And then he keeps grinning when he takes Nadia out, ignoring her protestations that she's just a hooker and that she can't offer him anything serious. His grin is accompanied by a wink to his brother when a prowling fight promoter visits the local gym's showers, and rather unsubtly propositions the naked young boxer-in-trainer with the promise of a champ's career hanging in the air. The grin grows wiley when it's used to flirt with Rocco's female co-workers and to seduce his middle-aged boss, all while stealing clothing and jewelry for Nadia. When this is no longer enough to keep Nadia by his side - indeed, when Simone's theft and dishonesty drive her away - the young man's grin finally evaporates altogether, and is replaced by a brooding scowl. When a cracked smile creeps across Simone's face from time to time, it's either a sheepish attempt to make up for increasingly devastating mistakes or a sinister, malicious grin - a sneer which mocks not only his victims (often the very brothers who were his best friends) but his own former good cheer.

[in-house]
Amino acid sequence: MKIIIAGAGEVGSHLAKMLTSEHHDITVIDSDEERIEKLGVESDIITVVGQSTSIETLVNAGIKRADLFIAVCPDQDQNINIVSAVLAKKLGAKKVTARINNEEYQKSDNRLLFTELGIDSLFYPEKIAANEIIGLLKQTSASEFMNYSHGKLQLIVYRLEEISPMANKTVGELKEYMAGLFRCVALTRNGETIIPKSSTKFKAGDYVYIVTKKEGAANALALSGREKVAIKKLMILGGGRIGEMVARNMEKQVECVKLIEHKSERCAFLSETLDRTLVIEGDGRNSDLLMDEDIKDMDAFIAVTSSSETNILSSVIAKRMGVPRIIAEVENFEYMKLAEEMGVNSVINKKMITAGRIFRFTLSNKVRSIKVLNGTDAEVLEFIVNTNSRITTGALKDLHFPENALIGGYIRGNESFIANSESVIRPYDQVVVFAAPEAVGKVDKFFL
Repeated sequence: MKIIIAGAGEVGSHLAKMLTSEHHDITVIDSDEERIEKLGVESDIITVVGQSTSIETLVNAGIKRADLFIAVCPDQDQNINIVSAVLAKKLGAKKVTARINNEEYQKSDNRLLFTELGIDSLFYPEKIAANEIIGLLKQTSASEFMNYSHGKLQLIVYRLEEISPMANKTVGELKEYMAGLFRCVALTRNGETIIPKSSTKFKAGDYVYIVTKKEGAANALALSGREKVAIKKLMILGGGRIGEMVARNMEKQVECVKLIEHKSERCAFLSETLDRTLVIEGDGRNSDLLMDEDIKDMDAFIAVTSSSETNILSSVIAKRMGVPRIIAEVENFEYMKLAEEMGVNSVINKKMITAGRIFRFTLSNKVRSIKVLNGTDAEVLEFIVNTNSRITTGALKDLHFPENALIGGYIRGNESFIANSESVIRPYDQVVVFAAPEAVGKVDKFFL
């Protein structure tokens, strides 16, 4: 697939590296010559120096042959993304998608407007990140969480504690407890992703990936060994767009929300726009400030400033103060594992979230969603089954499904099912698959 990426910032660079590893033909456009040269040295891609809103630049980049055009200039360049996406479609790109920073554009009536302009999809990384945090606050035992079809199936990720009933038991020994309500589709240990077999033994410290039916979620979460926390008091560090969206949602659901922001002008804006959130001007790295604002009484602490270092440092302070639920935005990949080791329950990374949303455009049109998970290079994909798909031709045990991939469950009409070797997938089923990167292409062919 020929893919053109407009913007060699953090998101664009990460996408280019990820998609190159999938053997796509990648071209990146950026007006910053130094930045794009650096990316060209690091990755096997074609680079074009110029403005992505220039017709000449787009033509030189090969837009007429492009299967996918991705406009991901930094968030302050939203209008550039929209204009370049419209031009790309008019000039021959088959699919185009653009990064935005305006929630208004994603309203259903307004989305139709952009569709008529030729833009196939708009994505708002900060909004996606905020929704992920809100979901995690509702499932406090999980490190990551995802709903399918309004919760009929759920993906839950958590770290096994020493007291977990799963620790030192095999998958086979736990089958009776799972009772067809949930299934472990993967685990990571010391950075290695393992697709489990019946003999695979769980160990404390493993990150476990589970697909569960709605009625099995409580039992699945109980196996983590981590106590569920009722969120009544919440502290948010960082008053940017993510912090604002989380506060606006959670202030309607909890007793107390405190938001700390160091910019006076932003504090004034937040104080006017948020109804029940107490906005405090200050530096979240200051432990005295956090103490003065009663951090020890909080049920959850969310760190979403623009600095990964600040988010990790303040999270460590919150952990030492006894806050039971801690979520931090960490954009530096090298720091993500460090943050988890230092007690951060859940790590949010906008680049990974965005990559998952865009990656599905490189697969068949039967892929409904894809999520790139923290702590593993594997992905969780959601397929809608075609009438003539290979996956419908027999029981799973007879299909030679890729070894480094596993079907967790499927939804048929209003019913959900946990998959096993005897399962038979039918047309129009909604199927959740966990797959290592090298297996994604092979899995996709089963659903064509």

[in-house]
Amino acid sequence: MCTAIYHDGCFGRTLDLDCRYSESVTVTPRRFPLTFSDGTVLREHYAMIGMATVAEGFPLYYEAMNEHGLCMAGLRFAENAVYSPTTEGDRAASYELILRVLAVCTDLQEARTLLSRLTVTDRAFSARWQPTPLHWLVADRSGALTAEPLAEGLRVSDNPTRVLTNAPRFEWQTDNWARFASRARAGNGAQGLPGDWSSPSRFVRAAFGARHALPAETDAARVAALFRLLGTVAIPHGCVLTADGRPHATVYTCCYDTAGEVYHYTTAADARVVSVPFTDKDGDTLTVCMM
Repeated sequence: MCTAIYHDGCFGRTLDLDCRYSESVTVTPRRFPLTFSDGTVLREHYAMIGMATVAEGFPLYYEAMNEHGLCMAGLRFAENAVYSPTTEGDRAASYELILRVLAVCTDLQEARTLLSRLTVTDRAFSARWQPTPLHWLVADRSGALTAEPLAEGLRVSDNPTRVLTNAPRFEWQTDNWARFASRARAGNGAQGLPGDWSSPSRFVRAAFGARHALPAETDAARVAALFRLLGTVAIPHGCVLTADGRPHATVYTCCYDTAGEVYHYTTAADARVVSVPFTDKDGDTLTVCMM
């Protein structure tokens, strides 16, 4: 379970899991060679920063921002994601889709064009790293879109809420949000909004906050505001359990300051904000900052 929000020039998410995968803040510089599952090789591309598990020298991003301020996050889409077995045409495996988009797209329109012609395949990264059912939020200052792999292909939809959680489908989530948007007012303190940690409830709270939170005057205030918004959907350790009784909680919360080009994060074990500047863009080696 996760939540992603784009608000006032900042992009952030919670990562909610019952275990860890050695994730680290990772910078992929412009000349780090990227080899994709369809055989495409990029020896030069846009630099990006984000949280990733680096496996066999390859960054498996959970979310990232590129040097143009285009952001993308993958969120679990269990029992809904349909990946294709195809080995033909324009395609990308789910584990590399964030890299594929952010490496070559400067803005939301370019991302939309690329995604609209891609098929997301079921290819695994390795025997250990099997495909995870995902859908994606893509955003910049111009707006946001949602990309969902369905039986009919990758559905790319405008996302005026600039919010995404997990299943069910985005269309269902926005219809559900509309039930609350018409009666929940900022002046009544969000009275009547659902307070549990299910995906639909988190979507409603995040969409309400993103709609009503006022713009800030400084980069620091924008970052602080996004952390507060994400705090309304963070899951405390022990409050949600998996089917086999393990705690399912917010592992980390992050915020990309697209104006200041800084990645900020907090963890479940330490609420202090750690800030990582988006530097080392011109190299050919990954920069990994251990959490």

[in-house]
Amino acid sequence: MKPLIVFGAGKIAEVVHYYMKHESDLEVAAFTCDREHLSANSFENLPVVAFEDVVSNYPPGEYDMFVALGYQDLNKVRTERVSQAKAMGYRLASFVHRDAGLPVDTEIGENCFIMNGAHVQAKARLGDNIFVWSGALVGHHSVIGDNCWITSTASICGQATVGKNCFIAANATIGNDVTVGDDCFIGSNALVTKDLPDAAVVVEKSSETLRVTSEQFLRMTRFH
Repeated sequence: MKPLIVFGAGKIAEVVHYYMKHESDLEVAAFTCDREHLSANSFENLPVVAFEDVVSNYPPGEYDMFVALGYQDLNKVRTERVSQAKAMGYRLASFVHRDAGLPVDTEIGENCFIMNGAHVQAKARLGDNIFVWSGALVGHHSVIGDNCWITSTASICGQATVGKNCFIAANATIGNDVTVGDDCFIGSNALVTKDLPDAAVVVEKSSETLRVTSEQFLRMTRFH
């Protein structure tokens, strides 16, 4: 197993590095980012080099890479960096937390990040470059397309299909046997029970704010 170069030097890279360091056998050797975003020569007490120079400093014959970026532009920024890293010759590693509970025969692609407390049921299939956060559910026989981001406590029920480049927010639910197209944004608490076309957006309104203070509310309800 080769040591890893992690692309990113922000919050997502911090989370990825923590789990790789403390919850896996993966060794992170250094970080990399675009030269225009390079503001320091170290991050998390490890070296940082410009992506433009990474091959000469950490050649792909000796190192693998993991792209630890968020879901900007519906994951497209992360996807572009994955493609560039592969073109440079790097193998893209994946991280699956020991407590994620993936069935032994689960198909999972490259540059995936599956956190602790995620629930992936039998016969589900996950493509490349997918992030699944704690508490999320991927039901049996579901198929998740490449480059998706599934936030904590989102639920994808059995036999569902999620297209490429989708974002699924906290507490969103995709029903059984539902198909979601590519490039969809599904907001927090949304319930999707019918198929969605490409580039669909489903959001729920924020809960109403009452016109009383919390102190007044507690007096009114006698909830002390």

The movie is divided up into five sections, one for each brother - not only Vincenzo, Simone, and Rocco, but younger brothers Ciro (Max Cariter) and Luca (Rocco Vidolazzi). Ciro is not as charismatic as Simone or Rocco, but his square solemnity provides the film its social conscience. Luca, the only brother who is still a child (despite his siblings' childlike behavior), is the observer, the innocent who must grapple with the incomprehensible betrayal and suffering he helplessly witnesses. Visconti and his co-writers give each character his (or her) due: in one scene, Rosaria and Nadia scream at each other, yet we can fully understand where each woman is coming from. (The director scrupulously allows us to sympathize with both sides of every argument in the movie, at least until Simone becomes irredeemable - although even then we can see the flickers of shame and wounded pride and confusion pass over his expression, even if we can no longer sympathize with his actions).